Vacuuming is one of the best ways to clear the air in your home and get rid of any excess pet hair that's made it into the floor or furniture. If you're prone to allergies of any kind - not just the feline variety - it's worth spending top dollar on a great vacuum cleaner with top-notch suction and the ability to pick up even the finest of pet hairs.
...and so are anti-histamines
Known for their ability to relieve hay fever symptoms, anti-histamine tablets and syrups (i.e. loratadine, cetirizine, chlorphenamine) lessen allergic reactions to pet hair too. If for whatever reason you can't use anti-histamines, there are other options in the form of nasal sprays, eye drops and more - ask your local chemist for alternative options.
Some cats are more allergenic than others
Even people who have spent their whole lives with cats as pets might not realise they're allergic until they're around a specific cat. This is because every individual cat differs in the amount of allergens they produce (and, surprisingly, it isn't always based on their breed). The best way to tell if you're allergic to a certain cat is to spend some time with it before adoption.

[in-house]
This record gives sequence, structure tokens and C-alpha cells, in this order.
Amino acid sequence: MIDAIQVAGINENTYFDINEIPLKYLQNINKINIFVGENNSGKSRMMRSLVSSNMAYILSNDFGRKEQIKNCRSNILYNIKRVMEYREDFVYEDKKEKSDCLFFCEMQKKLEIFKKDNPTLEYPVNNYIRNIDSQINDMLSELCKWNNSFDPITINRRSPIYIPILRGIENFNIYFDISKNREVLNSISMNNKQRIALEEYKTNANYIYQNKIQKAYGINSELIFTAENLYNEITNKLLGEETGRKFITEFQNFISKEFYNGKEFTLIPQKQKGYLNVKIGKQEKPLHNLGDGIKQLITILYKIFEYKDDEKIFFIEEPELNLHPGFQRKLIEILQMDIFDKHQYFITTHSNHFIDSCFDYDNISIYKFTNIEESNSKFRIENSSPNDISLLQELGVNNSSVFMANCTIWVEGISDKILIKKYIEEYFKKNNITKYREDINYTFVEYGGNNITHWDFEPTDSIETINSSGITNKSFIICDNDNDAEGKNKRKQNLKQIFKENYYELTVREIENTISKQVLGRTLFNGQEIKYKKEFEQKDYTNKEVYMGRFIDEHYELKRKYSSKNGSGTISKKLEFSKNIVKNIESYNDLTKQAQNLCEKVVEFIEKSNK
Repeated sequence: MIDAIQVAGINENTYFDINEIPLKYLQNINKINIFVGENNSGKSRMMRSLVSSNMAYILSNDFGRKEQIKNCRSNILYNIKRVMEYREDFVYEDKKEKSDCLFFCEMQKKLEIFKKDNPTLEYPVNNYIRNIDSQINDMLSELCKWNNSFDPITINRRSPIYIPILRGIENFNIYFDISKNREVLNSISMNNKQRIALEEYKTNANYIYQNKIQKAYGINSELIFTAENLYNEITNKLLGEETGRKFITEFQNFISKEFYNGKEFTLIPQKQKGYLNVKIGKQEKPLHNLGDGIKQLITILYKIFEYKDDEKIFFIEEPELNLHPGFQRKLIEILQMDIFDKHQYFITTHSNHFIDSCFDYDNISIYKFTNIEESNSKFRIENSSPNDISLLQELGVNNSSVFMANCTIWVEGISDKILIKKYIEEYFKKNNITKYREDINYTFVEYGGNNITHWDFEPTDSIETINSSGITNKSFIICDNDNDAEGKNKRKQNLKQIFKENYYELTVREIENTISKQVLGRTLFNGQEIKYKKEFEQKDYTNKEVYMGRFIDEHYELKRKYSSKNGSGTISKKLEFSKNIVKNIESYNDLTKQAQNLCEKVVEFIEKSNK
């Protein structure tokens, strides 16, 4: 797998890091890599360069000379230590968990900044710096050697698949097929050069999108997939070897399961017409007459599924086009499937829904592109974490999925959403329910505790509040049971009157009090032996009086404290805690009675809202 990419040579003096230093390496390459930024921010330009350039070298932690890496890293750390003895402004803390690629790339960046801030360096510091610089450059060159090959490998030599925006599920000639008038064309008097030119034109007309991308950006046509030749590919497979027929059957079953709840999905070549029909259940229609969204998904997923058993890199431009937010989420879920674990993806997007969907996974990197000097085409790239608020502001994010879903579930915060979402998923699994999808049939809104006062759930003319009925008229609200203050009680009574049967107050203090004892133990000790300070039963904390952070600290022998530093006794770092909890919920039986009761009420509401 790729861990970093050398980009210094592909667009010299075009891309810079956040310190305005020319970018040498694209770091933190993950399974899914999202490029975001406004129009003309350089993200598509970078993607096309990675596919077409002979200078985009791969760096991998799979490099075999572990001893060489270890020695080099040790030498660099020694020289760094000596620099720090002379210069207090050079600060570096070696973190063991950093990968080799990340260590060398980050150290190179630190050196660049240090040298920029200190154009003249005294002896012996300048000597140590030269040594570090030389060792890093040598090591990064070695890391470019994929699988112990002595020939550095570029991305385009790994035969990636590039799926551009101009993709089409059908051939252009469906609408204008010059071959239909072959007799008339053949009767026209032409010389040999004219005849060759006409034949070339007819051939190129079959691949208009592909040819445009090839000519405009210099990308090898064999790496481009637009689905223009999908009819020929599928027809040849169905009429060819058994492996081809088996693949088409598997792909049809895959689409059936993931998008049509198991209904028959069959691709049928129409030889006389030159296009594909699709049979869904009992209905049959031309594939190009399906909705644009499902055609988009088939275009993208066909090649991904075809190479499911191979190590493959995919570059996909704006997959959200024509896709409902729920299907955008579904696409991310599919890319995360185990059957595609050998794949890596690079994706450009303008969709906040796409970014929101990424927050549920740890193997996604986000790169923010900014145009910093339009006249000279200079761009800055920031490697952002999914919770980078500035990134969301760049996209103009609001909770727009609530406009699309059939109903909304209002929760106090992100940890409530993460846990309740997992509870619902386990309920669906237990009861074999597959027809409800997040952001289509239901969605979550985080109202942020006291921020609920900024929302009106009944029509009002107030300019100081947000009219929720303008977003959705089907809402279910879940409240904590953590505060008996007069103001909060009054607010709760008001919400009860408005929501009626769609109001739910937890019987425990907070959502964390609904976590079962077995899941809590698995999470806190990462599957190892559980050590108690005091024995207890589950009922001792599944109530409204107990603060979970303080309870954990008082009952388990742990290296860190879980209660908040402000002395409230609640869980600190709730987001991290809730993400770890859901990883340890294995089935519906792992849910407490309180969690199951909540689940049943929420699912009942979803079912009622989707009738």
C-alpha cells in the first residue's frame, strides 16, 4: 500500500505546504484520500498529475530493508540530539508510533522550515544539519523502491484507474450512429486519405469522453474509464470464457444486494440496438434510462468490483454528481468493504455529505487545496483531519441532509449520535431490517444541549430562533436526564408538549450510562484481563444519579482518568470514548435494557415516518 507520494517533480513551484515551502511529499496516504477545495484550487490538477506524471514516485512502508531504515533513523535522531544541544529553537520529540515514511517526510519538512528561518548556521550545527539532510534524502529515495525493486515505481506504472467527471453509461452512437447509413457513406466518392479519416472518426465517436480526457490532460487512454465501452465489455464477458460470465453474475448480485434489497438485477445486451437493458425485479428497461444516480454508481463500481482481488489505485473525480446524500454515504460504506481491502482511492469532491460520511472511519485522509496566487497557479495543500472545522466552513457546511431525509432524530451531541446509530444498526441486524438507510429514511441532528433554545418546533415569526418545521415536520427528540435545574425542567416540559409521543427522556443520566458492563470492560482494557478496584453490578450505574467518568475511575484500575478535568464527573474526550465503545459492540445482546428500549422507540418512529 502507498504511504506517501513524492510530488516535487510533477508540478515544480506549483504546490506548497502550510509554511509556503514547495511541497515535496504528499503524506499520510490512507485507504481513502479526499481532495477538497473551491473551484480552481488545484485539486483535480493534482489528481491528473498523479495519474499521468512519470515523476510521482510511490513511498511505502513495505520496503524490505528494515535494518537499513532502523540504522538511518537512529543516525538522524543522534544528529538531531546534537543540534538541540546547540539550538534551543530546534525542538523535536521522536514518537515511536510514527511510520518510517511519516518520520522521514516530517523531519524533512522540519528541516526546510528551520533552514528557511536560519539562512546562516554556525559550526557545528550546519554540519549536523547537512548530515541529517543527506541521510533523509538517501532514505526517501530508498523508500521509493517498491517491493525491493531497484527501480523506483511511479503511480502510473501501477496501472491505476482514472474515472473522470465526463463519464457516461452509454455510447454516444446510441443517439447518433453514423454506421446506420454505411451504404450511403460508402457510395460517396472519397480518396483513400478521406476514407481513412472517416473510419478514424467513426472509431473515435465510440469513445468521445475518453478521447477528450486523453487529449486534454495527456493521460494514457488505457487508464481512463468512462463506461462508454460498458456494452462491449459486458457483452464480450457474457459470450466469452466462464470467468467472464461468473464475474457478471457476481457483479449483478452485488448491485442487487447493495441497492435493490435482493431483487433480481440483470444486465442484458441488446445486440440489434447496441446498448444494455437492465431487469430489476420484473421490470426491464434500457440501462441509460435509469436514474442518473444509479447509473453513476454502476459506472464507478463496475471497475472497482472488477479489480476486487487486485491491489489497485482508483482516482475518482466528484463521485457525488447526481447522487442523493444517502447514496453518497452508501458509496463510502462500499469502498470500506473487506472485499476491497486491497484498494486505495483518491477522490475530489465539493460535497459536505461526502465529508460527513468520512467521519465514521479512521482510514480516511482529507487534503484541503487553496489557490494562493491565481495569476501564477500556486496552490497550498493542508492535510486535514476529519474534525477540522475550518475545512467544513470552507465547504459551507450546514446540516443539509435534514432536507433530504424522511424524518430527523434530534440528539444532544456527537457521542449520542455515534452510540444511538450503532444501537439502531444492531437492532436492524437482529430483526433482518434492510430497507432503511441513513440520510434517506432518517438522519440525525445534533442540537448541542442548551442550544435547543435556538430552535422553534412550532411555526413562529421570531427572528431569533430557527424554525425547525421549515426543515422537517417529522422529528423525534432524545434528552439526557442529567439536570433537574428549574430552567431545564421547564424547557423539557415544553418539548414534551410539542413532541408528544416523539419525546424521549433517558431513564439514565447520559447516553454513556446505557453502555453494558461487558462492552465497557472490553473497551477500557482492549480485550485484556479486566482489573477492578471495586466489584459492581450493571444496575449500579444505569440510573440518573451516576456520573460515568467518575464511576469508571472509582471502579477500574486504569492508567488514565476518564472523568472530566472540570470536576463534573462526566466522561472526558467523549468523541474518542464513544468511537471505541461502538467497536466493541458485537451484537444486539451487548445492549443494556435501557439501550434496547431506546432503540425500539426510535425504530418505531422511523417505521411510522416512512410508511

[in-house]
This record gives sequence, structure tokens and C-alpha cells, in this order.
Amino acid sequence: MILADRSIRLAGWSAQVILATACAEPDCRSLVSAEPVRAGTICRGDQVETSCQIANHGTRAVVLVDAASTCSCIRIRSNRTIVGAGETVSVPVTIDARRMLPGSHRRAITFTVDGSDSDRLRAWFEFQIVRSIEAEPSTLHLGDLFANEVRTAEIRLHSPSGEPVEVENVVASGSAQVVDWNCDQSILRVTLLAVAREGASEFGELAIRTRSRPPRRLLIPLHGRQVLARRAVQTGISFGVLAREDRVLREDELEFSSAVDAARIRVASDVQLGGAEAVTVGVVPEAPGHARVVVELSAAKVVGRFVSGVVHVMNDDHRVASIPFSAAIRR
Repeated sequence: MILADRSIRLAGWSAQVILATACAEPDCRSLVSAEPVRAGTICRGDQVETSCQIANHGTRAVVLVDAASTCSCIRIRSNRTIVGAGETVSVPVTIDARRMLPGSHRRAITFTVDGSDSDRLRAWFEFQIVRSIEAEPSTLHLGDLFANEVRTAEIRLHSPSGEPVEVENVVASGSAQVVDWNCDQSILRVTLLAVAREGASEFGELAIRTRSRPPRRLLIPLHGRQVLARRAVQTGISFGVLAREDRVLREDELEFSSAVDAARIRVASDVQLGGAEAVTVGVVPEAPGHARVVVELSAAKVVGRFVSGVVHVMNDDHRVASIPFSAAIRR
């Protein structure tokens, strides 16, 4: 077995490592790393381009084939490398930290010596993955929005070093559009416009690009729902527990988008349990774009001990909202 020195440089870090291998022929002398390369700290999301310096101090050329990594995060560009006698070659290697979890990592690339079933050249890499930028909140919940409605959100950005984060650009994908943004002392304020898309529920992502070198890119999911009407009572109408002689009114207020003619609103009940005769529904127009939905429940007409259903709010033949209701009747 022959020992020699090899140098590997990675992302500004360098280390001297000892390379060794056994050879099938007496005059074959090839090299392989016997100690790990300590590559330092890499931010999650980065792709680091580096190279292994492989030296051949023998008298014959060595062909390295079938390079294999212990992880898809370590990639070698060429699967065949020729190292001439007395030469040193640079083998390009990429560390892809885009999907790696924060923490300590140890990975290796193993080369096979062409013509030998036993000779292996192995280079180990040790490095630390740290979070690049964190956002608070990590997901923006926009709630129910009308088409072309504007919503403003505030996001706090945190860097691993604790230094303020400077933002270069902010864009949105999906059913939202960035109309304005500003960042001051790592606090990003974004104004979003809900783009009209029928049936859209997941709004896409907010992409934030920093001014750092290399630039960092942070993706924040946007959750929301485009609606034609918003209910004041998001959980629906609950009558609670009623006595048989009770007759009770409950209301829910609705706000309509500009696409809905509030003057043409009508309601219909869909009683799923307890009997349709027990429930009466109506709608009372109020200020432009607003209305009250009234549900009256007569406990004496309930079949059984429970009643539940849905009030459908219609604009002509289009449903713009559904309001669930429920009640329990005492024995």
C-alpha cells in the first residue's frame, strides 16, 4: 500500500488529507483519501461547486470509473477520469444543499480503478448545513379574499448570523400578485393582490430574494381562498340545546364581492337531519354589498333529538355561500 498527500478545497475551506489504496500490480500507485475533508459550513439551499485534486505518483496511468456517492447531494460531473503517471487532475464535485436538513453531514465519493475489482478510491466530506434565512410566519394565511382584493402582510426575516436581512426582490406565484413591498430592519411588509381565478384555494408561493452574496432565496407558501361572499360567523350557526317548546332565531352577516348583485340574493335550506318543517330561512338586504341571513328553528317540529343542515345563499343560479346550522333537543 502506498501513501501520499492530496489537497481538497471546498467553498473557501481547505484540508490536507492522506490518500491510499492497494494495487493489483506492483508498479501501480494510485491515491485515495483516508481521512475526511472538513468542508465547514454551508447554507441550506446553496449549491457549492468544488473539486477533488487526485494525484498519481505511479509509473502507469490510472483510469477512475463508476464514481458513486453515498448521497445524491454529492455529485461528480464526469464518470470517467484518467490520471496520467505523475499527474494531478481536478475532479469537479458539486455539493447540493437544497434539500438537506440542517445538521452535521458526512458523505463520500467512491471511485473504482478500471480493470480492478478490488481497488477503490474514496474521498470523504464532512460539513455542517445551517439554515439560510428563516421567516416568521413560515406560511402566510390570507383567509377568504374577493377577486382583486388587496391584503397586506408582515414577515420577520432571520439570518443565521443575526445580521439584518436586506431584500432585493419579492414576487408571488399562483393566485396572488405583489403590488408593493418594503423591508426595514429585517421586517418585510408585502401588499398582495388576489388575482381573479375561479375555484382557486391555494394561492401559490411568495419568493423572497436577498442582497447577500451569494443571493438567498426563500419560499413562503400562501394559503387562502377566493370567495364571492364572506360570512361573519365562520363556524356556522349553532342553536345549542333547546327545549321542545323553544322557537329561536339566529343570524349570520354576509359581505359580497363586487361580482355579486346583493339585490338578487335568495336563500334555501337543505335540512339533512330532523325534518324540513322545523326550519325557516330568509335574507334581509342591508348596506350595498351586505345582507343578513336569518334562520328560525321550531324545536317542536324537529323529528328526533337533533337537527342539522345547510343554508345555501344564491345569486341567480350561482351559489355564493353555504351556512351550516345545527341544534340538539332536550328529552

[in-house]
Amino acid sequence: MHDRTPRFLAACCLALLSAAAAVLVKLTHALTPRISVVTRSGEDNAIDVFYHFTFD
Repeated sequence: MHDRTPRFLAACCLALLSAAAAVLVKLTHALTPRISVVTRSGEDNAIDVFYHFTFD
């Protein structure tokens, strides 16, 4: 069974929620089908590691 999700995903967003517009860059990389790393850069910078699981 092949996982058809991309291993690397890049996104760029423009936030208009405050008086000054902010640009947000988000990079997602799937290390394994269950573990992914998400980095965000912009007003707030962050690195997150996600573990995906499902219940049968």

Good hygiene goes a long way
If you're allergic to cats, lessen the symptoms after coming into contact. Wash your hands after handling them, don't allow them to lick your face, don't allow your pets to sleep in the bed and be sure to wash all sheets, blankets and pillows regularly. Cuddly toys are culprits too. It can help if your house has hardwood floors as opposed to carpet, as they're far easier to clean when it comes to pet hair.
A great pet is worth the trouble (most of the time)
For some people, practising good hygiene and self-care will ease allergic symptoms enough to be able to happily live with a cat in the house. But it's also important to be aware of the big possibility that, if the symptoms are too severe, despite good practices in the home, your cat may need to be re-homed. After all, your pet needs to be comfortable and happy as much as you do.